Cycle III Geology
John Dewey High School
Mr. Klimetz
Principles of Structural Geology I
Deciphering and Interpreting the Deformation History of Folded
and Faulted Rocks
Introduction. Strict application of the principles of original horizontality and superposition to sedimentary strata which no longer conform to these criteria demand the invocation of some type of dynamic post-depositional geologic event or events responsible for producing the observed stratal deformation. Structural geology is that branch of the science which is concerned with the determination of the three-dimensional architecture of a rock body as well as the identification and proper sequencing of those dynamic geologic events responsible for producing the observed structural features of the rock body and those of its neighbors in a particular region. While tectonicists are concerned with structural features that occur on a large scale such as the dimensions of lithospheric plates, structural geologists are concerned with features that occur within and between individual outcrops of rock to those which may only be revealed through examination (of a thin section) of a rock sample under a microscope.

Geometry of Tilted Strata. The two basic observations made by a structural geologist in the field at a particular rock outcrop of tilted sedimentary strata are strike and dip. The strike of a tilted sedimentary bed is, by definition, the line formed by the intersection of a tilted bed surface with the horizontal. The resulting line formed by the intersection of the bedding plane with the horizontal is by definition horizontal and its orientation with respect to geographic azimuth (in degrees) is measured and recorded. There are always two possible orientations which can be assigned to a line of strike. The (true) dip of a tilted sedimentary bed is the angle of inclination of the bedding surface, measured down-slope from the horizontal, in a direction which is orthogonal (perpendicular) to the strike. Since the dip direction is always perpendicular to the strike, the dip is assigned a simple number which corresponds to the number of degrees from the horizontal at which the strata is tilted. Flat-lying strata possess no dip and therefore would be assigned a value of 0 degrees. Vertically-standing (or upright) strata possess a dip of 90 degrees.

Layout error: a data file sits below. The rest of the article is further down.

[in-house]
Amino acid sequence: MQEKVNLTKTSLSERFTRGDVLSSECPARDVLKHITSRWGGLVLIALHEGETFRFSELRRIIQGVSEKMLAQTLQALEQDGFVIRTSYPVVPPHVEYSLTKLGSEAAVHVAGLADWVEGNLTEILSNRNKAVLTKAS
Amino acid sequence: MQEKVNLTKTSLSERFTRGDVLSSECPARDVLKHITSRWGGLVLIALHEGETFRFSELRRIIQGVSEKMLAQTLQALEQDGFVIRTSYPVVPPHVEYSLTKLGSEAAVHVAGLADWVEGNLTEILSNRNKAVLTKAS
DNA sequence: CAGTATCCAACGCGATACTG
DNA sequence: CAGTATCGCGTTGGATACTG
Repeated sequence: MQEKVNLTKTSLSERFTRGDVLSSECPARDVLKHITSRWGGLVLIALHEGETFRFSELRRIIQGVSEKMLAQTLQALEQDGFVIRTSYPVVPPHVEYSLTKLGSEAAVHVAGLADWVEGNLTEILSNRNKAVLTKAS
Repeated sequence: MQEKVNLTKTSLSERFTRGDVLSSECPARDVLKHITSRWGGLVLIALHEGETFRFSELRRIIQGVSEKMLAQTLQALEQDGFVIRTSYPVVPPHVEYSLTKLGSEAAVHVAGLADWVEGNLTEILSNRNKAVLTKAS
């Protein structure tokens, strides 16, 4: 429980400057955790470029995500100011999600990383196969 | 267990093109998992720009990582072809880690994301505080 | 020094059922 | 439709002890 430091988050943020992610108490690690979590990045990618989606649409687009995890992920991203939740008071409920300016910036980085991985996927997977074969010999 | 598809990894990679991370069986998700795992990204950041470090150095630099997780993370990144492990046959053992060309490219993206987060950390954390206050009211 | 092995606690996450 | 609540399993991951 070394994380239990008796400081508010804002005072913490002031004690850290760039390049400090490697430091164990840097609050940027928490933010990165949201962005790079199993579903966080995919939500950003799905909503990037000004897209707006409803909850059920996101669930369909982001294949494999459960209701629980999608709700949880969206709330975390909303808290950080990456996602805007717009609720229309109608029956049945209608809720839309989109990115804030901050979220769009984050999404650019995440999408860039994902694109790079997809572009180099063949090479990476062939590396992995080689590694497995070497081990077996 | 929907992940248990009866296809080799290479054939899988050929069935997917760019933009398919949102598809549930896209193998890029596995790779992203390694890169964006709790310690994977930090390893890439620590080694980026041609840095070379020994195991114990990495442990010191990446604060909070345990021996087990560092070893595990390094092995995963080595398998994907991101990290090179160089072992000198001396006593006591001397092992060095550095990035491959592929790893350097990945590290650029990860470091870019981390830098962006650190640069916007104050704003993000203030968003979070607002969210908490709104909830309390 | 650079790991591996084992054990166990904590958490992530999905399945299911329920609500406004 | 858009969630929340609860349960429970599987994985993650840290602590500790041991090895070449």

Faults. A fault is a planar discontinuity which transcends (penetrates) a rock body and across which there has been relative displacement. That is, the rock body on one side of a fault has been moved (or displaced) with respect to the rock body on the opposite side of a fault. Faults are not to be confused with rock fractures or rock joints which are merely planar discontinuities which have not been accompanied by any relative rock displacements across them. Faults can be either brittle or plastic deformation features, associated with the breaking of large rock masses into smaller, relatively undeformed masses across narrow zones of high strain (deformation). Fault nomenclature and classification is based on the relative motion of the adjoining rock masses, the dip angle of the fault surface, and the types and orientation of stresses that created the faulting in the first place. There are four principal fault types, namely, normal, strike-slip (transcurrent), reverse (high-angle), and thrust (low-angle) faults [Figures 1 and 2]. Faults may also be composite, that is, they are a combination of two (or more) fault motion components. Faults may be short-lived or reveal great antiquity. They are present everywhere in the Earth's crust and upper mantle. They may have a length and width measured in centimeters, or they may extend uninterrupted for thousands of kilometers. Displacements of rock masses across faults is always accompanied by the release of stored energy in the rocks expressed in the form of an earthquake.